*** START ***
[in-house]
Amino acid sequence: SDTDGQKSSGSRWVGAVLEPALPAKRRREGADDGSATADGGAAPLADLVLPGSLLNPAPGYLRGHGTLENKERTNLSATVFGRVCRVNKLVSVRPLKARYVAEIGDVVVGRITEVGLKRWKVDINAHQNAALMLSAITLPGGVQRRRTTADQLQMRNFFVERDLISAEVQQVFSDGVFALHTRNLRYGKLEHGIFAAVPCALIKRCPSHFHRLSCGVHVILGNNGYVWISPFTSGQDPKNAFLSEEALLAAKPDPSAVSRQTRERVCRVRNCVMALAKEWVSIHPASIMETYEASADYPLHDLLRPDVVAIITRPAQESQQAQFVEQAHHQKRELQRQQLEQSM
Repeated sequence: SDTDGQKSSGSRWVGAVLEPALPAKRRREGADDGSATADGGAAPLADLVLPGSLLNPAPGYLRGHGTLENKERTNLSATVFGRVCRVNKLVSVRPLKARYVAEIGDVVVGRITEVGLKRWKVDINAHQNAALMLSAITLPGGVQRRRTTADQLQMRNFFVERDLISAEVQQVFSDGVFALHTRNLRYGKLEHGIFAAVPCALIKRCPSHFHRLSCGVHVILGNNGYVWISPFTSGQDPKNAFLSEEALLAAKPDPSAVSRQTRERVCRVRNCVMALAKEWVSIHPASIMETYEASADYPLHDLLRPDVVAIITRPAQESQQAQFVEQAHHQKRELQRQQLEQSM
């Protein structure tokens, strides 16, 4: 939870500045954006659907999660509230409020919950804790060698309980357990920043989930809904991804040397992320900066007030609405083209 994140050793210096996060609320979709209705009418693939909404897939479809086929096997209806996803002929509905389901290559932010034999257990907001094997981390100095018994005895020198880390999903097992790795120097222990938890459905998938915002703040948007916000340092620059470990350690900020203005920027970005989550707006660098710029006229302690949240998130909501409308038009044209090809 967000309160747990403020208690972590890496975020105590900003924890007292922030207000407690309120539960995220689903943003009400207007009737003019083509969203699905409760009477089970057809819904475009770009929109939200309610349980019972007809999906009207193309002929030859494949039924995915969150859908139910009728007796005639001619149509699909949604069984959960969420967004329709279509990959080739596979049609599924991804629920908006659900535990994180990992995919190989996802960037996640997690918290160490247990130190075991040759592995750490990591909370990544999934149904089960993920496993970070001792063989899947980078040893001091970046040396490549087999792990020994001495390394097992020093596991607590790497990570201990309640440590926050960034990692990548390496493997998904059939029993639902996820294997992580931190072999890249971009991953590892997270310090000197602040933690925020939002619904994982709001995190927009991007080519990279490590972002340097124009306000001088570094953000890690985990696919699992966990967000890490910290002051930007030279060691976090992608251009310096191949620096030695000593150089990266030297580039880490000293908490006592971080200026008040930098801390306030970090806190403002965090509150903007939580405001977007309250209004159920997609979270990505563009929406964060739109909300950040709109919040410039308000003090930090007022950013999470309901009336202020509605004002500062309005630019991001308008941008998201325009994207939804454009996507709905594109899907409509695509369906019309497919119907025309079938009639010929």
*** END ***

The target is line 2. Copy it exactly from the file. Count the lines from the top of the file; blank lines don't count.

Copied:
Amino acid sequence: SDTDGQKSSGSRWVGAVLEPALPAKRRREGADDGSATADGGAAPLADLVLPGSLLNPAPGYLRGHGTLENKERTNLSATVFGRVCRVNKLVSVRPLKARYVAEIGDVVVGRITEVGLKRWKVDINAHQNAALMLSAITLPGGVQRRRTTADQLQMRNFFVERDLISAEVQQVFSDGVFALHTRNLRYGKLEHGIFAAVPCALIKRCPSHFHRLSCGVHVILGNNGYVWISPFTSGQDPKNAFLSEEALLAAKPDPSAVSRQTRERVCRVRNCVMALAKEWVSIHPASIMETYEASADYPLHDLLRPDVVAIITRPAQESQQAQFVEQAHHQKRELQRQQLEQSM